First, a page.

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2020, No. 7
Posted 2020-03-20

COVID-19’s Shock on Firms’ Liquidity and Bankruptcy: Evidence from the Great Recession

by Matthew Famiglietti and Fernando Leibovici

The COVID-19 pandemic has been increasingly shutting down the U.S. economy. One concern is that this shock to the U.S. and global economies, which will likely be transitory, might have significant long-run economic effects. 

While the revenues of firms in several sectors appear to be vanishing, these firms nevertheless remain committed to incurring large expenditures such as salaries and overhead costs, among other types of financial commitments firms typically face during normal times. Firms with large holdings of cash or fluid access to external finance are likely ready to face such commitments. However, firms with low liquidity and high debt might have limited access to external finance, making them vulnerable to sharp but transitory declines in revenues. These firms might eventually be forced into bankruptcy as a result of their inability to cover their short-term liabilities.

In this essay we investigate the extent to which the COVID-19 pandemic's shock to firms' liquidity might lead financially vulnerable firms to close down. Given the ongoing nature of the pandemic, we rely on evidence from the Great Recession of 2008-09 to study the potential long-run effects of the COVID-19 pandemic on U.S. firms. 

Our starting point is the observation that U.S. nonfinancial firms currently hold historically very high levels of short-term debt. Figure 1 plots the evolution over time of short-term debt as a share of GDP, showing that the COVID-19 pandemic is hitting U.S. firms with short-term financial commitments at levels close to those at the peak of the Great Recession. 

The COVID-19 pandemic is, thus, affecting U.S. firms in an economic environment in which many of them are likely to be financially vulnerable. But COVID-19 is not only leading to a decline in revenues in several sectors; it also appears to be tightening firms' access to external finance. This is indeed what the Office of Financial Research's Financial Stress Index suggests, as illustrated in Figure 2. This index is published daily and captures a snapshot of current financial market conditions.1 In recent days, this measure has spiked to levels of stress not experienced since the Great Recession or the dot-com bubble. This implies that COVID-19 is having a significant impact on financial markets.

To what extent might stress in financial markets have long-run consequences for financially vulnerable firms in the U.S.? We address this question by examining the extent to which financially vulnerable firms were forced to close down in response to the liquidity shock firms faced during the Great Recession of 2008-09.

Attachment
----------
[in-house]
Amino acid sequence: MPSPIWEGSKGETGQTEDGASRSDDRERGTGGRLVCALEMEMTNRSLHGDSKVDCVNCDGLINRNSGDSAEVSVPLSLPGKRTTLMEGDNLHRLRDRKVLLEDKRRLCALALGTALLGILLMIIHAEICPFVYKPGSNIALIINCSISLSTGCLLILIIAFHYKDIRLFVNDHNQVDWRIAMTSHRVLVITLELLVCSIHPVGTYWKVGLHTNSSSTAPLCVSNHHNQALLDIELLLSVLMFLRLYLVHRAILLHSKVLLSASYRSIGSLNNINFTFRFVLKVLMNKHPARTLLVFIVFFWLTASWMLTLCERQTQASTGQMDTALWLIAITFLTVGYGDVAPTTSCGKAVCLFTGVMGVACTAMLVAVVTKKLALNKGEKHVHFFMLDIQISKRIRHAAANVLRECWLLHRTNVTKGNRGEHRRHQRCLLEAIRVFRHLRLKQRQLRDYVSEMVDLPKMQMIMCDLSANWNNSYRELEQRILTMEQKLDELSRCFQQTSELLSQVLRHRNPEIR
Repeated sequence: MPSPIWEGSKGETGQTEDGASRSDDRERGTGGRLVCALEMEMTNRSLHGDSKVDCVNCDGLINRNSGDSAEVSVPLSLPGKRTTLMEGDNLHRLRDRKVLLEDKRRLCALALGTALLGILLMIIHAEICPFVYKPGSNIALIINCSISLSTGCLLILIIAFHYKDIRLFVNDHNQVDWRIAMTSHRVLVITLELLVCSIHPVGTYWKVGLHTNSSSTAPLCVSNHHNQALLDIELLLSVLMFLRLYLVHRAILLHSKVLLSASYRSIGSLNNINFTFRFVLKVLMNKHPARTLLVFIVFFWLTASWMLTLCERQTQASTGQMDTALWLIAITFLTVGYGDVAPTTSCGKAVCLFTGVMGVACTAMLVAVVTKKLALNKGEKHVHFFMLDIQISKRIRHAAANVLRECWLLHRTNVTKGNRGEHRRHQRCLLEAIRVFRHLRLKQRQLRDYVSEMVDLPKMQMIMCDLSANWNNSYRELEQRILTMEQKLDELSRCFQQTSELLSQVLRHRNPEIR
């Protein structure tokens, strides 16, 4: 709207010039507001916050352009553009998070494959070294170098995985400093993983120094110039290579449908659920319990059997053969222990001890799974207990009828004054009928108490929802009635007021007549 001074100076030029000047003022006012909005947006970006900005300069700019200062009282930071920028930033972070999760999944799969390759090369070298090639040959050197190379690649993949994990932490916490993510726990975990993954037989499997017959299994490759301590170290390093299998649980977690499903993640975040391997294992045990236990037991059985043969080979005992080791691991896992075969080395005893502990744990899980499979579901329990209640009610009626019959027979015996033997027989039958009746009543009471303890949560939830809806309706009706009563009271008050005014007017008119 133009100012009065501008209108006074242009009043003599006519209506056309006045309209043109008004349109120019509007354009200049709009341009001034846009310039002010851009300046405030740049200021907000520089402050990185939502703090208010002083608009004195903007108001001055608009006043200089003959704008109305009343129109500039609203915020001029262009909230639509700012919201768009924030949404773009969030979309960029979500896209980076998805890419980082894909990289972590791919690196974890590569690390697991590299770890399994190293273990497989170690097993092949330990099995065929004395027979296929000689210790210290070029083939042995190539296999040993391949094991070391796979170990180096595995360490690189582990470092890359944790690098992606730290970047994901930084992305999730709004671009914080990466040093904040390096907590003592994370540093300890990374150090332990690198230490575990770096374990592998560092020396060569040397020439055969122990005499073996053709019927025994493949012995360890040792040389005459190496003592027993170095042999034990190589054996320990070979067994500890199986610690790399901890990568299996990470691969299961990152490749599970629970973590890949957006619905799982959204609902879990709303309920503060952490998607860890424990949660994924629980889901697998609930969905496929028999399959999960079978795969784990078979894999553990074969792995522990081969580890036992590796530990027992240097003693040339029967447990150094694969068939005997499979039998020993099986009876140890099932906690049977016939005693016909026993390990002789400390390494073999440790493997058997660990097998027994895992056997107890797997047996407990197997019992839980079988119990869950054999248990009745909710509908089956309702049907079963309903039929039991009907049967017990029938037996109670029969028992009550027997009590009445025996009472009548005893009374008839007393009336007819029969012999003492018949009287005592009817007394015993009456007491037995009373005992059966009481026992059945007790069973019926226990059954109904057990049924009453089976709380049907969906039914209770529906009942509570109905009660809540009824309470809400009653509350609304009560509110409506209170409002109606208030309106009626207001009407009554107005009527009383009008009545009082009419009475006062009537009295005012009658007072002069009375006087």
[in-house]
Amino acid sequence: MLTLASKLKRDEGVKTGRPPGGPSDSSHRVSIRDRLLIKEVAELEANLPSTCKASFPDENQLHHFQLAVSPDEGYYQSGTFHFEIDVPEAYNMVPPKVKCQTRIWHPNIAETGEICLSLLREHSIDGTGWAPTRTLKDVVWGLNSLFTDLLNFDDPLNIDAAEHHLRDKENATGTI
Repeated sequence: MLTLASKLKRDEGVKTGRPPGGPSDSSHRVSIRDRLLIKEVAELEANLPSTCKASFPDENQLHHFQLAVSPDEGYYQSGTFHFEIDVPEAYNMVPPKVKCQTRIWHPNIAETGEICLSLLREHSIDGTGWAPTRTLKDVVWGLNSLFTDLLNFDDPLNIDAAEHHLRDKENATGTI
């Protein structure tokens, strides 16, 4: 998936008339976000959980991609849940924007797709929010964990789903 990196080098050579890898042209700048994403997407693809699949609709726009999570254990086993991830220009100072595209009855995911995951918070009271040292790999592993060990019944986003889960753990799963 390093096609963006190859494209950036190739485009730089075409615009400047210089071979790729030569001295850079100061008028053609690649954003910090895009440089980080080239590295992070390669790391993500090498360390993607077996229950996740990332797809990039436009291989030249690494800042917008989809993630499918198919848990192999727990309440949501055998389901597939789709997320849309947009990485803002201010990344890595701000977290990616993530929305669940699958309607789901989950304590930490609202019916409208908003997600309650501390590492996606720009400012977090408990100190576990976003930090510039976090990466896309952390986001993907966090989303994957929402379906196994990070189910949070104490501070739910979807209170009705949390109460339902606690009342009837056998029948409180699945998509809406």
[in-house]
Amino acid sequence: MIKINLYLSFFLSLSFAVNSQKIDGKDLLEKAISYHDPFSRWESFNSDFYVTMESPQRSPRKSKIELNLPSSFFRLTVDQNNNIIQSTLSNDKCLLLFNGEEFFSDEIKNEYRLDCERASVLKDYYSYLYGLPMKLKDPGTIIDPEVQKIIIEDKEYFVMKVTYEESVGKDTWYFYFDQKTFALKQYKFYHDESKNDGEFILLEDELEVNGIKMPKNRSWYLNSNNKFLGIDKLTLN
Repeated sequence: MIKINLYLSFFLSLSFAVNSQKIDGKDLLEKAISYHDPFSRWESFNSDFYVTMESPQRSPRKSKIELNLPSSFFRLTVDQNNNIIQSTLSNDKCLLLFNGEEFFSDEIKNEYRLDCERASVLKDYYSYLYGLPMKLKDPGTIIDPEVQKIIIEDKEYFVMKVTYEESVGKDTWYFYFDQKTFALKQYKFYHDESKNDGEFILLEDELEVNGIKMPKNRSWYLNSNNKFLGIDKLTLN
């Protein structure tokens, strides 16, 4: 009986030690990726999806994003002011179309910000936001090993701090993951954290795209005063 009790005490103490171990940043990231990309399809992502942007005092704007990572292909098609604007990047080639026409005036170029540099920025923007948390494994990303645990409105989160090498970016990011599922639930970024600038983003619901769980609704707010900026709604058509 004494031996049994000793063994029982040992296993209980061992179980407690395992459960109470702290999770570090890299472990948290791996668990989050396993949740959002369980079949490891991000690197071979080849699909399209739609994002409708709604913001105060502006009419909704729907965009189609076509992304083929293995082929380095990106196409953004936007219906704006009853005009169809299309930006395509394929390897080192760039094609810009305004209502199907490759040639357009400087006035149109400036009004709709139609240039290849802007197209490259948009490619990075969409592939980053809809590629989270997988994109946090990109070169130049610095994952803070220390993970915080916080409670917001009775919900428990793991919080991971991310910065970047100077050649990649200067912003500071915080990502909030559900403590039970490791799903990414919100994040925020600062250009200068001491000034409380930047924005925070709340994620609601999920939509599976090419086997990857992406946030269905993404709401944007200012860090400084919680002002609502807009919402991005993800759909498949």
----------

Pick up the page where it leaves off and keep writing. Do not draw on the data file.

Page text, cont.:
We use the National Establishment Time Series database collected by Dun & Bradstreet, which provides detailed data on the ratings of U.S. nonfinancial firms in their trade credit transactions—that is, their firm-to-firm financial operations. The ratings reflect the timeliness of firms' trade credit payments. We refer to firms that pay off their trade credit liabilities more than 30 days late as "delinquent" (6.4 percent of all firms, on average).

Figure 3 plots the exit rates of firms during the Great Recession based on their trade credit rating in 2007 at the onset of the Great Recession. We interpret differences in firms' trade credit ratings at the onset of the Recession as an indicator of financial vulnerability, with firms that were delinquent at the onset of the Recession being more financially vulnerable than their counterparts in good standing. We observe that delinquent firms were significantly more likely to close down during the Great Recession than firms that were initially in good standing; that is, financially stressed firms in a high-debt environment were less able to pay off short-term debt and more likely to close down.

These findings suggest that, as the COVID-19 pandemic continues, financially vulnerable firms might be increasingly pushed to close down. The pandemic will likely be transitory, but its impact on U.S. firms could persist over time unless policies are put in place to alleviate firms' limited access to liquidity.


1 The Office of Financial Research Financial Stress Index (OFR FSI) is a daily market-based snapshot of stress in global financial markets. It is constructed from 33 financial market variables, such as yield spreads, valuation measures, and interest rates. The OFR FSI is positive when stress levels are above average, and negative when stress levels are below average.

© 2020, Federal Reserve Bank of St. Louis. The views expressed are those of the author(s) and do not necessarily reflect official positions of the Federal Reserve Bank of St. Louis or the Federal Reserve System.